THE BIG HOLE RIVER
A true freestone river, The Big Hole and its diverse water will distract even the most ardent angler from his fly now and then. From canyon walls to meandering farmlands the Big Hole River changes its face around every corner. A favorite guest of mine, Bob Chadwell once said, “We just fished the Big Hole for 5 days, and each day it seemed we were on a different river”.
Limited outfitter use makes this river a first choice for many of our guest anglers.
- What the Big Hole offers:
- Over 150 miles of fishable water.
- Freestone trout fishing. No dams here.
- Caddis hatches that can require dust masks.
- Stonefly hatches that bring even the largest of trout to the surface.
- 6 months of changing conditions – great early and late season opportunities.
- Fishable at high and low flows
- Side channels, dry fly slicks, and nymphing riffles.
There are hundreds of great fly fishing rivers in the state of Montana alone. Thousands in the United States. The Big Hole River is likely in the top 3 of both lists.
So when is the best time to fish the Big Hole River?
Fed by three different mountain ranges and dozens of freestone creeks, the Big Hole is often referred to as “The Last Best River.” It fishes well from ice out in April until the winter weather hits in November.
March – Mid April
Shortly after our ice flows leave the river, our fish become very active. While nymphing and slow stripping streamers are the go-to methods, cloudy days bring hatches of blue wings and midges offering some dry fly opportunities.
Mid-April – Late May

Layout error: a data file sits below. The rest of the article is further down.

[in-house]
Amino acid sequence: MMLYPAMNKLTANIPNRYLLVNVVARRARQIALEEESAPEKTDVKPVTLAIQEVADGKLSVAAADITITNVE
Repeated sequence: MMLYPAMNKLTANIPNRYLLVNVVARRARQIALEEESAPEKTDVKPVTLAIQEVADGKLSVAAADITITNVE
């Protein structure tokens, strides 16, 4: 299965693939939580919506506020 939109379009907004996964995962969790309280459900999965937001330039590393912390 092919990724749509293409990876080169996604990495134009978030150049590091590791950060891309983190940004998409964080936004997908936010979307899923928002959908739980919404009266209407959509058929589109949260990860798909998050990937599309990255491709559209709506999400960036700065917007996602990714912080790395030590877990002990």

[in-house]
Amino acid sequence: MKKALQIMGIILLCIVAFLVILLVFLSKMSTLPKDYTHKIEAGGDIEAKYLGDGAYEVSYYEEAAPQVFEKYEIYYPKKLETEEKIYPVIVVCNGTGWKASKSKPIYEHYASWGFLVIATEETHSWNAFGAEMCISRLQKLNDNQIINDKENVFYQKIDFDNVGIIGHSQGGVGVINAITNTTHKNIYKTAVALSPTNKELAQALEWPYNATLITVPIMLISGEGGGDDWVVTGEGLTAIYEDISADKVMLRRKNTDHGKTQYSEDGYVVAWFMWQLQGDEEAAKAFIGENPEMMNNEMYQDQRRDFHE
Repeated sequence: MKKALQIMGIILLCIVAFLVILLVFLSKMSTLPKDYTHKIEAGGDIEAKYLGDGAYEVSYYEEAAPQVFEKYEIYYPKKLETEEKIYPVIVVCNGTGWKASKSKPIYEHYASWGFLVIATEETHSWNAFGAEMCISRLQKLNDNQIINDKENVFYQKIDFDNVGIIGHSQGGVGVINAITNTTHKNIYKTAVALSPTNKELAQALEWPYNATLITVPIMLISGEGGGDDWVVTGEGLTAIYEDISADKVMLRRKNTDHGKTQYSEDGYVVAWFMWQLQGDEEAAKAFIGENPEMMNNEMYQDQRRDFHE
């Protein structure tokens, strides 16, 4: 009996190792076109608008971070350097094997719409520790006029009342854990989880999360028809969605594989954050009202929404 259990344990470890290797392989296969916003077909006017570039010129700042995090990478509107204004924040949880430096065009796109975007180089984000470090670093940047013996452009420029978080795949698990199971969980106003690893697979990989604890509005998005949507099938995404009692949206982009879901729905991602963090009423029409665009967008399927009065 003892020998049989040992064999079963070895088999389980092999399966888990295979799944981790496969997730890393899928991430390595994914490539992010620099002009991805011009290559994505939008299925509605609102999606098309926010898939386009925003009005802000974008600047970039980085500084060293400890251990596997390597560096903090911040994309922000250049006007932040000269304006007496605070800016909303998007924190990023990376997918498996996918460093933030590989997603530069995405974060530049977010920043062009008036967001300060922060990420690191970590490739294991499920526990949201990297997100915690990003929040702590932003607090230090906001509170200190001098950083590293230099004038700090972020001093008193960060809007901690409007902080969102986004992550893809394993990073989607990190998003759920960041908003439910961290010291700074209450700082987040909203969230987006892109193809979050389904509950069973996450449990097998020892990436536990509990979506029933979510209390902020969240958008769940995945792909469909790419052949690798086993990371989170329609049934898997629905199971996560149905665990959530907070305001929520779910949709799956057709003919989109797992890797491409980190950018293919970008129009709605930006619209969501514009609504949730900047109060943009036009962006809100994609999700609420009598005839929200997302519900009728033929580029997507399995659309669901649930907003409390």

This timeframe is considered a “Guides’ Favorite” with our crew. Warming trends and typically stable water flows bring increased insect activity to the river. We have a fairly predictable hatch of Skwala stoneflies that provides some great afternoon action, and the appetites of our fish seem voracious at times. The infamous “Mother’s Day Caddis” hatch ushers in the seasons best dry fly fishing.
Early June – July
My personal favorite time on the Big Hole River. The days are long and so are the drifts. Our famous stonefly hatch keeps us all on our toes for a good 10 day window, and the golden stones, summer nocturnal stones, caddis and mayflies keep us in the fish through the end of July. Early terrestrial action with ants and beetles can be great in late July!
Reduced water flows and true summer temps bring on our late summer mayfly hatches. Tricos and occasionally the spruce moths will bring our fish to the surface. This is also prime terrestrial month, so plan on throwing hoppers or dry dropper rigs most of the day. This is a great time for the patient dry fly angler to really “hunt heads” in some of the greasy tailouts and slicks.
It’s not uncommon to see a little snow in the high country in September, which will provide an injection of cooler water into the system. Tricos, blue wings, and terrestrials are the name of the game.
Fall colors will be in their prime by the 10th, and the brown trout will get pretty serious about spawning shortly thereafter. The pre-spawn timeframe can produce some great streamer action, as well as dry fly fishing on the cloudy days.